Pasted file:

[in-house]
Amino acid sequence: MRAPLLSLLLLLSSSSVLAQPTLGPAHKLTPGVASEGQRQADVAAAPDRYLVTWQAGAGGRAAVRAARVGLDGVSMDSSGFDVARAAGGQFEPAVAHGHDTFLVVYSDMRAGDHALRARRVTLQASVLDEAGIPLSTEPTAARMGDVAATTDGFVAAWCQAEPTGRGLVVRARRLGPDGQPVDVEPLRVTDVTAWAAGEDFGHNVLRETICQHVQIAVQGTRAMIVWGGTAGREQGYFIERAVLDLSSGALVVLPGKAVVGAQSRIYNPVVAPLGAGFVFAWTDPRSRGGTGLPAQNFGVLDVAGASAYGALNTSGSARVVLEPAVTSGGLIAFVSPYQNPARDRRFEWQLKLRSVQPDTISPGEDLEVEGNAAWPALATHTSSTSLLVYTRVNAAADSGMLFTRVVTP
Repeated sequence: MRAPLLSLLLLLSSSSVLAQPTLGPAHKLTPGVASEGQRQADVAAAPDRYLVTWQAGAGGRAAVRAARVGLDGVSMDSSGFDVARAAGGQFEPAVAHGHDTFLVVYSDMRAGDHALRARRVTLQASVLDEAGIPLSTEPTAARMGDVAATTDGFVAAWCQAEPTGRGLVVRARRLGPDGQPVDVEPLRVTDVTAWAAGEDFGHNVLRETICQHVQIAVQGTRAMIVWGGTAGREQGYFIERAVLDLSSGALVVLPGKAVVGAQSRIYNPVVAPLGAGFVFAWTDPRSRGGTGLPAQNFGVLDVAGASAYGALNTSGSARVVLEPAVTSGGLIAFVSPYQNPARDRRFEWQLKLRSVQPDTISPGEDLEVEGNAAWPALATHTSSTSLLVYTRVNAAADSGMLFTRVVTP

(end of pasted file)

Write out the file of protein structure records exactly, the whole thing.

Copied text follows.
[in-house]
Amino acid sequence: MRAPLLSLLLLLSSSSVLAQPTLGPAHKLTPGVASEGQRQADVAAAPDRYLVTWQAGAGGRAAVRAARVGLDGVSMDSSGFDVARAAGGQFEPAVAHGHDTFLVVYSDMRAGDHALRARRVTLQASVLDEAGIPLSTEPTAARMGDVAATTDGFVAAWCQAEPTGRGLVVRARRLGPDGQPVDVEPLRVTDVTAWAAGEDFGHNVLRETICQHVQIAVQGTRAMIVWGGTAGREQGYFIERAVLDLSSGALVVLPGKAVVGAQSRIYNPVVAPLGAGFVFAWTDPRSRGGTGLPAQNFGVLDVAGASAYGALNTSGSARVVLEPAVTSGGLIAFVSPYQNPARDRRFEWQLKLRSVQPDTISPGEDLEVEGNAAWPALATHTSSTSLLVYTRVNAAADSGMLFTRVVTP
Repeated sequence: MRAPLLSLLLLLSSSSVLAQPTLGPAHKLTPGVASEGQRQADVAAAPDRYLVTWQAGAGGRAAVRAARVGLDGVSMDSSGFDVARAAGGQFEPAVAHGHDTFLVVYSDMRAGDHALRARRVTLQASVLDEAGIPLSTEPTAARMGDVAATTDGFVAAWCQAEPTGRGLVVRARRLGPDGQPVDVEPLRVTDVTAWAAGEDFGHNVLRETICQHVQIAVQGTRAMIVWGGTAGREQGYFIERAVLDLSSGALVVLPGKAVVGAQSRIYNPVVAPLGAGFVFAWTDPRSRGGTGLPAQNFGVLDVAGASAYGALNTSGSARVVLEPAVTSGGLIAFVSPYQNPARDRRFEWQLKLRSVQPDTISPGEDLEVEGNAAWPALATHTSSTSLLVYTRVNAAADSGMLFTRVVTP